A drive in Hyundai’s upcoming Duster rival.
Unlike other compact SUVs like the Ford EcoSport, the Hyundai looks and feels half a size bigger. It gets a long bonnet with an upright SUV stance. The prominent front bumper and upright grille add to the SUV’s looks of being a class larger. It’s attractively proportioned around the back too with simple but attractive tail-lights adding a touch of elegance. The SUV has also been styled to have a wider base to give it a more planted look.
Inside, the dashboard is attractive and not over-styled. The centre console is integrated neatly into the surface of the dash and to make the insides more attractive, the company has used a lot of beige along with brushed silver accents. On the top spec SX (O) trim, the dash is dominated by a centrally mounted seven-inch touchscreen while lower down there are the climate control knobs similar to those on the i20. The model gets push-button start, telephony and audio controls on the steering wheel, along with ESP, ABS and six airbags. In terms of quality, the SUV scores highly and is sure to be a segment benchmark.
The long 2590mm wheelbase of the new SUV translates to good room inside and legroom and headroom are quite impressive as well. The front seats offer good support while the rear seat passengers will love the space and comfort on offer, with an almost flat floor aiding a middle seat occupant. The seats are well contoured but could do with more thigh support in the rear. The other slight issue is that though you aren’t actually seated that low down, the high window line gives you that impression, and your view from the back seats is more akin to what you’ll find in a sedan than an SUV.
In the feature department, a strong point on all Hyundais, the top-spec SX(O) is loaded with equipment that includes automatic headlamps, push-button start, automatic climate control, Bluetooth connectivity, a rear-view camera, navigation system, rear air-con vents, steering-mounted audio and telephony controls and leather upholstery. The automatic version however is likely to only be available on the lower SX variant therfore missing out on features like leather upholstery, smaller 16-inch rims instead of the 17-inchers on the top trim and only two airbags instead of the full six.
The SUV’s engines are shared with the Verna – 1.4 and 1.6 diesels and a 1.6 petrol. A six-speed manual gearbox is offered as standard, though the bigger diesel gets the option of a six-speed auto as well. We got to drive the 1.6-litre diesel with both manual and automatic transmissions and came away quite impressed. On the brief drive around the manufacturer’s test track, the 1.6-litre diesel engine felt smooth, silent and very punchy over its band of operation. Whereas, its high power output of 126bhp is important, even more important is the healthy torque figure of 26.5kgm which is required to manage the SUV’s weight. There is some initial turbo lag and the engine hits its best only after 1,900rpm. However, off-boost power isn’t too bad, and unless you really want to make quick progress, it won’t warrant many downshifts. The gearshifts themselves on the six-speed transmission are quite positive with precise and short throws. The motor’s punchy mid-range will help the SUV make serious progress on the highway in terms of overtaking and cruising. The SUV also comes with a six-speed automatic gearbox, a segment first. In the normal D mode, the gearbox shifts up much earlier, so progress is relaxed but adequate. The torque converter masks the engine’s intial turbo lag, allowing for a much more linear power delivery thus making this SUV quite easy to drive. The gearshift are smooth and remind you that refinement and comfort have been given top priority over ultimate performance. This is evident in the way the gearbox is slow to downshift in manual mode. It does help that you can shift gears manually via the gear lever when you need that sudden acceleration for overtaking.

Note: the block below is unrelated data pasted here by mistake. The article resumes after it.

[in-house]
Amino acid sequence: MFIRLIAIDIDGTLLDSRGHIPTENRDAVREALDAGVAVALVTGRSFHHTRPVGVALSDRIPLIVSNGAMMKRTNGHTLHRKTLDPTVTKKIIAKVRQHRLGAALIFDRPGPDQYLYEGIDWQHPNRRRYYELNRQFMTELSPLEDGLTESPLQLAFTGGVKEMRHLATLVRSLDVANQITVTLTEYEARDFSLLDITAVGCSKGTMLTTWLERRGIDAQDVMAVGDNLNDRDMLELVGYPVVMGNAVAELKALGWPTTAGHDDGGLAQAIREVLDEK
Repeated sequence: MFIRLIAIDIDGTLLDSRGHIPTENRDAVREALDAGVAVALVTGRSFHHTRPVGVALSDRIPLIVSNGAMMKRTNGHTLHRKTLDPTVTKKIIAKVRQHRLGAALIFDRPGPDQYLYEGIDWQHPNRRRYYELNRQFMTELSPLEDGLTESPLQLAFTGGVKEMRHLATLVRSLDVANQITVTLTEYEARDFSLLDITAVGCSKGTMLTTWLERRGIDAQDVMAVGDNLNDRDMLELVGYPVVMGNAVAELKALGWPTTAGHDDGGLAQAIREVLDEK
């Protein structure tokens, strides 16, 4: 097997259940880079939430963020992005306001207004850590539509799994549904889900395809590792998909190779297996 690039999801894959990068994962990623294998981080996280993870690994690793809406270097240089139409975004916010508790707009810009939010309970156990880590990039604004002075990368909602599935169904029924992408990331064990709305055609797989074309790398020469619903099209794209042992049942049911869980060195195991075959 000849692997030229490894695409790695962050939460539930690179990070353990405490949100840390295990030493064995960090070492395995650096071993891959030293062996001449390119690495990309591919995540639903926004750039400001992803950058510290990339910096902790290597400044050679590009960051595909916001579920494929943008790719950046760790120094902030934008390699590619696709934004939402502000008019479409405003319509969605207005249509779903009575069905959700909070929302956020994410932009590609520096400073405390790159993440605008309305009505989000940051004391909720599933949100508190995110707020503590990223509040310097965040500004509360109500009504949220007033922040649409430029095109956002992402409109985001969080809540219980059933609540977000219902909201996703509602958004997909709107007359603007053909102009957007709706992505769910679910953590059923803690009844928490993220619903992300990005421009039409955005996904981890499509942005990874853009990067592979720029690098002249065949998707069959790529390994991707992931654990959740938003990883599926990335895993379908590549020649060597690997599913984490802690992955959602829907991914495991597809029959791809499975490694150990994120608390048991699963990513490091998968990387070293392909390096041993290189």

On first and brief impression, the SUV felt quite planted especially at high speeds. There’s some roll around corners because of the SUV’s soft suspension, but it felt in control and quite predictable. Thanks to decent wheel travel, we expect the SUV to offer good ride quality especially at low speeds, but a test track can’t simulate the real roads so we can’t be definitive. What’s also nice is that save for some tyre noise, the cabin is well insulated from the happenings outside and combined with the powerful and refined diesel engine, the SUV will be a great cruiser.
Buyers looking for a compact SUV will be pleased to know that the Creta is well built, comfortable inside and very well equipped. It felt reasonably composed and easy to drive during the short test and what helps it further is that the 1.6-litre diesel engine is one of the best around. So, as an overall package, the Hyundai Creta works really well, especially with an automatic gearbox on offer with the diesel motor. Set to be launched in July this year at an estimated price of Rs 8-12 lakh, the SUV should be a good buy in the category, though we won’t say its our final answer, after all we haven’t tested it on the road yet.
Source : Autocar India